If you are not the registered legal owner of the property, the starting position is that you won’t have a share in the equity. However, it may be possible to assert a right to share in the equity if you can show that the property was held on trust for you.

Such trusts can be created informally, for example, pursuant to an unwritten arrangement that you would have a share in the equity. Our previous article, The decline of marriage: what property law rights apply to unmarried cohabitees?, sets out the basis on which these sorts of trusts can arise. However, one important but often overlooked aspect of trust law is that you must establish that you have suffered detriment in reliance on the arrangement in question.

Establishing detriment is fairly straightforward in some cases (for instance, if you have spent thousands of pounds on an extension to the property because your partner said that you had a share in the property). In other cases, it is less clear-cut.

In November 2020, the Court of Appeal handed down judgment in a case concerning detrimental reliance: Natalie O'Neill v Shaun Holland [2020] EWCA Civ 1583, 2020 WL 06997189.

The case serves as a useful reminder of the key principles involved.

The property was in the sole name of Mr Holland. It had been originally purchased by Ms O’Neill’s father, and had been transferred into Mr Holland’s name for zero consideration in 2008.

Mr Holland and Ms O’Neill lived together in the property between 2000 and 2012. In 2016, following the breakdown of their relationship, Ms O’Neill applied to the county court for a declaration that she had a 50% beneficial interest in the property.

The county court judge concluded that the purchase funds had come from Ms O’Neill’s father, and that the property had been transferred to Mr Holland on the basis that Mr Holland and Ms O’Neill would each have a 50% beneficial interest. Accordingly, the district judge held that Mr Holland and Ms O’Neill each had a 50% beneficial interest in the property.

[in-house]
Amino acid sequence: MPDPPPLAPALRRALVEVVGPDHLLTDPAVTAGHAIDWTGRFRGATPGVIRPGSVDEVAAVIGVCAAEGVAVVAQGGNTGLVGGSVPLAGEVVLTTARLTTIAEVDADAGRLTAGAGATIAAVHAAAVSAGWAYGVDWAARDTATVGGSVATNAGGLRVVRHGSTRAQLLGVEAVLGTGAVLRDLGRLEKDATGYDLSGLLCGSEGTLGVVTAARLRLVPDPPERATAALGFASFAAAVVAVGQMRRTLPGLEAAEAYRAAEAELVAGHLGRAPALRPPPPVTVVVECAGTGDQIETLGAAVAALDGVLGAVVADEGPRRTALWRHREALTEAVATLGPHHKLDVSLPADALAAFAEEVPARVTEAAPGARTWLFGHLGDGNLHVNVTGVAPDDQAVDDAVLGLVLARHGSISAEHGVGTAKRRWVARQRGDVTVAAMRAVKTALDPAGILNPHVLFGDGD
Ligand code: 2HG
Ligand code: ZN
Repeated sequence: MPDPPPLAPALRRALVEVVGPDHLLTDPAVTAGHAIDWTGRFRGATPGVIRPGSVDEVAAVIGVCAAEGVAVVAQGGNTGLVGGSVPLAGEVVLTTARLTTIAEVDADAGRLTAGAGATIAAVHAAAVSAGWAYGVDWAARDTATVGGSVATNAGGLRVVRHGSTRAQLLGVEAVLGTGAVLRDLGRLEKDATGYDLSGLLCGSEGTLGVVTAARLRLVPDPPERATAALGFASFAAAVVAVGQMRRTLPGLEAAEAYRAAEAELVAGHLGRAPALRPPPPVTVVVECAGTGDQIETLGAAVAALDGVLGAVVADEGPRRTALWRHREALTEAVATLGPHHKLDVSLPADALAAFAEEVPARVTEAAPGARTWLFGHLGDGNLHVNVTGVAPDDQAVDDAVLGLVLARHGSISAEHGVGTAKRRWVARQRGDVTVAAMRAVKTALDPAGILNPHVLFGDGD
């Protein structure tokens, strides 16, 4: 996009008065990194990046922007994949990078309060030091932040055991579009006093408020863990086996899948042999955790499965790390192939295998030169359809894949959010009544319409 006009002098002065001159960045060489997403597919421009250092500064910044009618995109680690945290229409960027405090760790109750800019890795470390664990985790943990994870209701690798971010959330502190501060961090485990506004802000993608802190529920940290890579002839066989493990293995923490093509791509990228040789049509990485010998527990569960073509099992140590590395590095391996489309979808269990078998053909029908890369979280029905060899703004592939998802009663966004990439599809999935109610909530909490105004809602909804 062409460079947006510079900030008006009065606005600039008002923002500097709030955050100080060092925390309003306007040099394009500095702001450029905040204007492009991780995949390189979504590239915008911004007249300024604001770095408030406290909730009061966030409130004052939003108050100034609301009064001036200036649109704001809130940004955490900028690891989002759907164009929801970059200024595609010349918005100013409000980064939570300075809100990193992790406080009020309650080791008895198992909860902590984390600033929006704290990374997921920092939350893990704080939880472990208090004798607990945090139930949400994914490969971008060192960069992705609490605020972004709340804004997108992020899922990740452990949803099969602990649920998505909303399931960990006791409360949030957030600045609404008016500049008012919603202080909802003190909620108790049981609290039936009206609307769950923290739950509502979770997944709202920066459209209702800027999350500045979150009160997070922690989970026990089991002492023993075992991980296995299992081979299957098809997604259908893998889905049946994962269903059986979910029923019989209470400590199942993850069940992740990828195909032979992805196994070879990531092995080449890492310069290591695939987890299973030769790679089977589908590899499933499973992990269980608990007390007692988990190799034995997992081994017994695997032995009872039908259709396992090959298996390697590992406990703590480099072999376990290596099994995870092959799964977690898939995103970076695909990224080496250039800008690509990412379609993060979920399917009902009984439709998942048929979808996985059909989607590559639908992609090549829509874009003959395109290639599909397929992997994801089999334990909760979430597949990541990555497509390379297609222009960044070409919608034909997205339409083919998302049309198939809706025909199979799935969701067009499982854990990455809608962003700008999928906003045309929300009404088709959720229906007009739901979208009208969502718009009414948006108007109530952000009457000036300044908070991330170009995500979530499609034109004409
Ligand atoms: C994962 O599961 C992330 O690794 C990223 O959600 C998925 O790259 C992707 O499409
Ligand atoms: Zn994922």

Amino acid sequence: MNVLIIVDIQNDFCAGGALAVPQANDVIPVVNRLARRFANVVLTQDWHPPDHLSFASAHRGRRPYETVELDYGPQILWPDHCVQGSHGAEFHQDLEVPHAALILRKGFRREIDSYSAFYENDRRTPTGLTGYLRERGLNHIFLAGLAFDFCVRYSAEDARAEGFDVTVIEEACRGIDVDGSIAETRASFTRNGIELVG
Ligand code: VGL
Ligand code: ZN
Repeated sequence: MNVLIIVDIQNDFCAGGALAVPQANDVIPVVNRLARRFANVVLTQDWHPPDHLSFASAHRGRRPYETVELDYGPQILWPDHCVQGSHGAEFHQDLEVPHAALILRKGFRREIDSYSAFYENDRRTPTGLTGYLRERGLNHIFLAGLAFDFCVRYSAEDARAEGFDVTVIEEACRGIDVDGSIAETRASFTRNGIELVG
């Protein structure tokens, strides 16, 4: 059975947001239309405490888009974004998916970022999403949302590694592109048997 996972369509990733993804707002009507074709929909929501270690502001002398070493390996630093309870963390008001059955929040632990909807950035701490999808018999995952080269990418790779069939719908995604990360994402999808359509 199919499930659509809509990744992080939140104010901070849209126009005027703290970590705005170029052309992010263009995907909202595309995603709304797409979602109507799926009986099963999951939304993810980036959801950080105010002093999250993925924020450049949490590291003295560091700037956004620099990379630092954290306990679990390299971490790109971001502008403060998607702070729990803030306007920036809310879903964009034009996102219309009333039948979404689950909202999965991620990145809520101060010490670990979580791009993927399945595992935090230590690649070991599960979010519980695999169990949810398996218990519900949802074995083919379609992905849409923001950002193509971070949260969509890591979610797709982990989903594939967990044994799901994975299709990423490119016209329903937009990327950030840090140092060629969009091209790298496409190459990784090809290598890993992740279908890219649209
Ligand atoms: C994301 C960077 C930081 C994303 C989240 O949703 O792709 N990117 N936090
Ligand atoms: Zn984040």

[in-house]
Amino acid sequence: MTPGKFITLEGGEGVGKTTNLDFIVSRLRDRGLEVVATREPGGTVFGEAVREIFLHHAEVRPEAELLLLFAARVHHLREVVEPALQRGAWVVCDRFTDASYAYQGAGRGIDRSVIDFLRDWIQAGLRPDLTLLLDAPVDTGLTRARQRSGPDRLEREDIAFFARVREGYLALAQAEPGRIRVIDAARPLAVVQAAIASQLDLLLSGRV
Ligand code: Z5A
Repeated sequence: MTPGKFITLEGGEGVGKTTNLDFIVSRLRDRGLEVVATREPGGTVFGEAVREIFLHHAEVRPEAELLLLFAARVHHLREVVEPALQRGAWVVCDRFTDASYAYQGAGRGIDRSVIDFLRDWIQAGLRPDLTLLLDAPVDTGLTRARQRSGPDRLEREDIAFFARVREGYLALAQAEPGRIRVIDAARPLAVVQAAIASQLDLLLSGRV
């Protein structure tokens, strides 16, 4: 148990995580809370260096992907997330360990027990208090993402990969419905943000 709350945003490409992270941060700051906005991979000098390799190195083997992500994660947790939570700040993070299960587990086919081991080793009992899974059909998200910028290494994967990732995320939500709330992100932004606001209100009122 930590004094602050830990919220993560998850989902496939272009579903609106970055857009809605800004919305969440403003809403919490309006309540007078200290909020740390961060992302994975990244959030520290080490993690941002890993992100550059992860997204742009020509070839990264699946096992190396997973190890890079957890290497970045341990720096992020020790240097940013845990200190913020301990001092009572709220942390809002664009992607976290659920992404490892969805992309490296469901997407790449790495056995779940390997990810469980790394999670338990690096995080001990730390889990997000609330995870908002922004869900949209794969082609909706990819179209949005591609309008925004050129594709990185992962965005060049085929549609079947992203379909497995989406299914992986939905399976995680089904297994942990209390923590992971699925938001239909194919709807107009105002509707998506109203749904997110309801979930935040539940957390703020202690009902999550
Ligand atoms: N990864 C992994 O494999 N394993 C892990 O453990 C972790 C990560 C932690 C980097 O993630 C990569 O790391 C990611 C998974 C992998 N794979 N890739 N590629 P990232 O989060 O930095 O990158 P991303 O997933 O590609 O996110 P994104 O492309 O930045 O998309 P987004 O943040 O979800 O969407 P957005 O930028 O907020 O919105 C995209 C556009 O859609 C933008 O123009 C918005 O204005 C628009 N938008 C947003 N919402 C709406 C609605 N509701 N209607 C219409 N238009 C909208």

Mr Holland appealed to the High Court. The High Court judge ruled that Ms O’Neill had failed to establish that she had suffered detrimental reliance, and that Mr Holland therefore had a 100% beneficial interest in the property.

At the Court of Appeal, however, it was found that Ms O’Neill had met the requirement for detrimental reliance. Therefore, Mr Holland and Ms O’Neill were each entitled to 50% of the beneficial interest in the property. The Court of Appeal’s reasoning went as follows:

  • The mere fact that O’Neill's father, having purchased the property, intended it to be a family home for Ms O’Neill could not, by itself, have given rise to a constructive trust in her favour.
  • Nevertheless, the test for detrimental reliance had been met. The property had not been put into Mr Holland’s sole name because Mr Holland had wrongly told Ms O’Neill that she would not be able to get a mortgage. The end result of Mr Holland not getting the mortgage offer in joint names was that Ms O’Neill had no legal interest in the property when the intention had been for the property to be in co-ownership. That was a position of clear detriment incurred by Ms O’Neill in reliance on Mr Holland's misrepresentation that she would be unable to obtain a mortgage.

This case illustrates that detrimental reliance does not necessarily require out-of-pocket expenditure on the property. Being tricked or misled into being left off the registered legal title can be sufficient, depending on the circumstances.

This case also illustrates the problems that can arise when people fail to set out their agreements in writing. This case went all the way to the Court of Appeal, incurring a huge amount of time and expense for both parties.